Culture Calendar for September 2023

Our carefully curated guide to the month in arts and entertainment.
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Greta Van Fleet returns to Detroit at Little Caesars Arena on Sept. 8. // Photograph by Neil Krug.

Metro Detroit is always so full of events and other fun things to do that it can be tough keeping track of it all. To help you plan your weekend itineraries, we’ve asked Ryan Patrick Hooper, the host of CultureShift on 101.9 WDET, Detroit’s NPR station (weekdays from noon-2 p.m), to share his top September happenings in the area.

Live Music: One of the best festivals of the year is right around the corner

The return of the Detroit Jazz Festival is here! This is, without a doubt, the best festival that happens downtown. There are plenty of reasons — jazz, maybe more than any other genre, can bring Detroiters from all walks of life together.

This year, the artist in residence is Karriem Riggins, a multihyphenate musician young fans will know from his work with Kanye West and older fans may know from his work with Paul McCartney.

The Detroit Jazz Festival is also free to the public (a radical idea), thanks to the generosity of Gretchen Valade, the Carhartt heiress, who passed away last year. (Want an upgrade? The VIP package is worth every penny.)

Highlights include Riggins, who will perform multiple sets, as well as Regina Carter, John Scofield, Samara Joy, and many others.

The 2023 Detroit Jazz Festival happens Sept. 1-4. For the full lineup, visit detroitjazzfest.org.

Culinary: A trip to Thailand without leaving Warren

For a culinary item to pop up in our Culture Calendar, it’s gotta be worth it — a true trip into culturally diverse fare. The vast and still-growing Thai market at the Midwest Buddhist Meditation Center in Warren fits that mold.

It’s easily the best spot for Thai street food in the area — you’ll find steamed buns, papaya salads, meat skewers of all sorts, curry rice and noodles (which travel best with you for lunch or dinner later that day), steamed banana cake, Thai iced coffee, and more.

The market, which boasts two Sunday dates this month (and three more this year), is always evolving, so come ready to graze. What’s there one Sunday may not be there next time. If there’s a line for something, go there first — it’s popular, it’s going to be great, and it will sell out.

Bring cash. Many vendors prefer it, as most items are cheap and they don’t want pesky service fees from credit cards eroding their margins. All proceeds benefit the meditation center.

The Thai market at the Midwest Buddhist Meditation Center (29750 Ryan Road in Warren) takes place on Sunday, Sept. 10, and Sunday, Sept. 24, from 10 a.m. to 1 p.m., with three more dates later this year on Oct. 8, Oct. 22, and Nov. 12. Entry to the market is free.

Architecture: A free trip inside Detroit’s largest art object

This free guided tour is heavy on narrative storytelling and is led by Jacob Jones and Ted Groustra.

Albert Kahn’s iconic art deco skyscraper is a definitive piece of the city’s skyline that represents our opulent automotive past and our need to preserve what’s left (the recent acquisition by Michigan State University has all but assured the building’s future).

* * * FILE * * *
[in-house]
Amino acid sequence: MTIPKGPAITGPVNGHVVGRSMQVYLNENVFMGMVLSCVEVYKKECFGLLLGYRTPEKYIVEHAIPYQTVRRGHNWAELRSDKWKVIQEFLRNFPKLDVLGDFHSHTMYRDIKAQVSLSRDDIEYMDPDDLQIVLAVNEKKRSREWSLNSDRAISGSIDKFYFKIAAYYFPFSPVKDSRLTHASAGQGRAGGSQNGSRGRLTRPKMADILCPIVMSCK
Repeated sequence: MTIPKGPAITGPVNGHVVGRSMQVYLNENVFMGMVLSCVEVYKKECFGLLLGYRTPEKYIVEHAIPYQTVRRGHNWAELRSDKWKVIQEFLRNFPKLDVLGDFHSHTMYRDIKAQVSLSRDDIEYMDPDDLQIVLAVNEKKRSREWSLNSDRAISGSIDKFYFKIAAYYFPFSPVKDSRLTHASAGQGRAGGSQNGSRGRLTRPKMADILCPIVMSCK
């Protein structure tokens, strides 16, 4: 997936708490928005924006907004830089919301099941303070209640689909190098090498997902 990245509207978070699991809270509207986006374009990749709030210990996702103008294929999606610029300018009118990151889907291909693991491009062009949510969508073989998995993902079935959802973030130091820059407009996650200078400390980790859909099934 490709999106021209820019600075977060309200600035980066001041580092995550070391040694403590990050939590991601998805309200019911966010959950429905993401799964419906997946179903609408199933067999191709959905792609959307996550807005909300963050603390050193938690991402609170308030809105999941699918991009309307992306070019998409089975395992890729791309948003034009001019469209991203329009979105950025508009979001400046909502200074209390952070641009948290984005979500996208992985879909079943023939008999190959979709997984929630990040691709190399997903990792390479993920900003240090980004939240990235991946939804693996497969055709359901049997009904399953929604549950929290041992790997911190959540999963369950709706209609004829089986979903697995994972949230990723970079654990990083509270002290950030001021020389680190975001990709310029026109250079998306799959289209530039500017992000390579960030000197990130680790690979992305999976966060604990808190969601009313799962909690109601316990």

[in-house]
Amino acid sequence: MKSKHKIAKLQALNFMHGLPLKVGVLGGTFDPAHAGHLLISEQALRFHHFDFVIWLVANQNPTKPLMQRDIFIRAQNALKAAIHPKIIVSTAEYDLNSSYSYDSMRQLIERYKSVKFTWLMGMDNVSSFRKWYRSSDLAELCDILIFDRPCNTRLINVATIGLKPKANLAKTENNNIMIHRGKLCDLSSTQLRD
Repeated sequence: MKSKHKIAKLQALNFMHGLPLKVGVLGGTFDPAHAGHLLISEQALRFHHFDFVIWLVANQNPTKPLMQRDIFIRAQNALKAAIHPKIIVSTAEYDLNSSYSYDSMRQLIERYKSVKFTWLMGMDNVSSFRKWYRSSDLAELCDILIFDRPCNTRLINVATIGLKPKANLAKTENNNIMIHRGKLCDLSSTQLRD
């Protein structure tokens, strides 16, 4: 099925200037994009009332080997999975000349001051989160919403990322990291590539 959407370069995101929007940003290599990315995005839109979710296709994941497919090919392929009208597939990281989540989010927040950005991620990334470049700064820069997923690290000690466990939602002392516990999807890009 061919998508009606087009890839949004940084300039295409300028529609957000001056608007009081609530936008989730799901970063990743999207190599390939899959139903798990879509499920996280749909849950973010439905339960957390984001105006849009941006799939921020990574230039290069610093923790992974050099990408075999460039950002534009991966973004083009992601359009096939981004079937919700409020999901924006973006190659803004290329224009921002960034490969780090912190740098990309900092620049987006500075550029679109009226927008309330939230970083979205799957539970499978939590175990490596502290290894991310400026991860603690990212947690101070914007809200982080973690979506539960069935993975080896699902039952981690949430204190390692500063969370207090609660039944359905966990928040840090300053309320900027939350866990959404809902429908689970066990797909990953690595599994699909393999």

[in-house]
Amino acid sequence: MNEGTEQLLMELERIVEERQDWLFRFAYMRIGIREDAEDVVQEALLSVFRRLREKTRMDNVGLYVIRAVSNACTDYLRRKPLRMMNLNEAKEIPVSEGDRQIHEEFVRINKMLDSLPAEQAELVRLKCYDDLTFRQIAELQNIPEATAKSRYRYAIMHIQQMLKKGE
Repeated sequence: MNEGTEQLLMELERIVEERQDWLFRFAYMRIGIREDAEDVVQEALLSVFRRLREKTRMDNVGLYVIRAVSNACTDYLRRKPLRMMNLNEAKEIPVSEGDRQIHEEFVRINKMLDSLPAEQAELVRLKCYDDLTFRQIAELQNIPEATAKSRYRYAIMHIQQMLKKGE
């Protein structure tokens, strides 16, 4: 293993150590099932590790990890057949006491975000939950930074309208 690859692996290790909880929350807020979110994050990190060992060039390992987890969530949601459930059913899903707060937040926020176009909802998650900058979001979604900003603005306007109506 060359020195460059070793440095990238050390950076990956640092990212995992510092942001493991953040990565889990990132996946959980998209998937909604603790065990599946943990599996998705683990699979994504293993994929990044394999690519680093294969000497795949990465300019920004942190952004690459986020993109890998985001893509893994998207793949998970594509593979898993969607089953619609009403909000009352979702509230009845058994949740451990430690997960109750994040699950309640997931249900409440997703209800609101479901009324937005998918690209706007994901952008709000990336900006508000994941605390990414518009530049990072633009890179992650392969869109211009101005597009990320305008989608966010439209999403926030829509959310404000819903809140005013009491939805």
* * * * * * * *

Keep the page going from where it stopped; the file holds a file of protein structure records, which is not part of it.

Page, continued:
The tours have become top ranked on sites like Tripadvisor as “things to do when you’re in Detroit,” and even The New York Times included them in its acclaimed travel series “36 Hours.” Consider it a staycation treat to get to know your own backyard after a busy summer.

Free guided tours of the Fisher Building are Saturdays at noon and 2 p.m. For additional dates and details, visit Pure Detroit’s Eventbrite page: eventbrite.com/o/pure-detroit-3623406533.

On my playlist: Greta Van Fleet? Yes, Greta Van Fleet.

I know I’m not the only one who has struggled with the global success of the Frankenmuth-bred band. The throwback rock outfit even caught the shade of Led Zeppelin’s Robert Plant.

“Beautiful little singer — I hate him!” Plant joked about lead vocalist Josh Kiszka in a 2018 interview. “He borrowed [his voice] from somebody I know very well, but what are you going to do? … At least he’s got a bit of style.”

Greta Van Fleet’s been called worse — like a direct rip-off of Led Zeppelin, which ripped off their sound from a bevy of blues musicians — but the band has also been embraced here locally and beyond. I see the appeal of “influence” and “inspiration.”

If you’re tired of the same 100 songs on classic rock radio, here’s a new group with an old sound. They’ll make a hometown return on Sept. 8 in support of their third album, Starcatcher, released back in July. It’ll be their first Detroit show in almost five years and their largest show here yet when they take the stage at Little Caesars Arena supported by Los Angeles group Surf Curse.

No matter where you stand on Greta Van Fleet’s sound, they do deliver the decibels live.

Greta Van Fleet’s new album, Starcatcher, is out now. The band will play Little Caesars Arena on Sept. 8.


This story is from the September 2023 issue of Hour Detroit magazine. Read more in our digital edition.